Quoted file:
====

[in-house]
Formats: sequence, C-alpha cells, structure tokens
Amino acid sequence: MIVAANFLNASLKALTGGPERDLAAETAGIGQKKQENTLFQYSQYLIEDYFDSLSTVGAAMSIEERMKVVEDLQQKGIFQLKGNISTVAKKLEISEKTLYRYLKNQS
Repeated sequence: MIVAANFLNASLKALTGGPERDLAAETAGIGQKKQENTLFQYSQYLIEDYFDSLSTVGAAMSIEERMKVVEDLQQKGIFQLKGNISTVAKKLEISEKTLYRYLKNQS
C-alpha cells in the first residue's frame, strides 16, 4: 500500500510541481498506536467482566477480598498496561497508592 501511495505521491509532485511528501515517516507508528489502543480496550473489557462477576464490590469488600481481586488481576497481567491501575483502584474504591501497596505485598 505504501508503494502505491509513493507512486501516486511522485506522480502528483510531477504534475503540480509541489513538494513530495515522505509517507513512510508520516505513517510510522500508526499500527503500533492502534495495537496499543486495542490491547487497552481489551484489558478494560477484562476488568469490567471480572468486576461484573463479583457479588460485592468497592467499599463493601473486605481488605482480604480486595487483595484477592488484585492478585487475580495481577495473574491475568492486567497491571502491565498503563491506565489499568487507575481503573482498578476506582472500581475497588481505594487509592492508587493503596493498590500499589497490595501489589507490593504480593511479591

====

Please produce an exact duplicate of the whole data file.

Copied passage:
[in-house]
Formats: sequence, C-alpha cells, structure tokens
Amino acid sequence: MIVAANFLNASLKALTGGPERDLAAETAGIGQKKQENTLFQYSQYLIEDYFDSLSTVGAAMSIEERMKVVEDLQQKGIFQLKGNISTVAKKLEISEKTLYRYLKNQS
Repeated sequence: MIVAANFLNASLKALTGGPERDLAAETAGIGQKKQENTLFQYSQYLIEDYFDSLSTVGAAMSIEERMKVVEDLQQKGIFQLKGNISTVAKKLEISEKTLYRYLKNQS
C-alpha cells in the first residue's frame, strides 16, 4: 500500500510541481498506536467482566477480598498496561497508592 501511495505521491509532485511528501515517516507508528489502543480496550473489557462477576464490590469488600481481586488481576497481567491501575483502584474504591501497596505485598 505504501508503494502505491509513493507512486501516486511522485506522480502528483510531477504534475503540480509541489513538494513530495515522505509517507513512510508520516505513517510510522500508526499500527503500533492502534495495537496499543486495542490491547487497552481489551484489558478494560477484562476488568469490567471480572468486576461484573463479583457479588460485592468497592467499599463493601473486605481488605482480604480486595487483595484477592488484585492478585487475580495481577495473574491475568492486567497491571502491565498503563491506565489499568487507575481503573482498578476506582472500581475497588481505594487509592492508587493503596493498590500499589497490595501489589507490593504480593511479591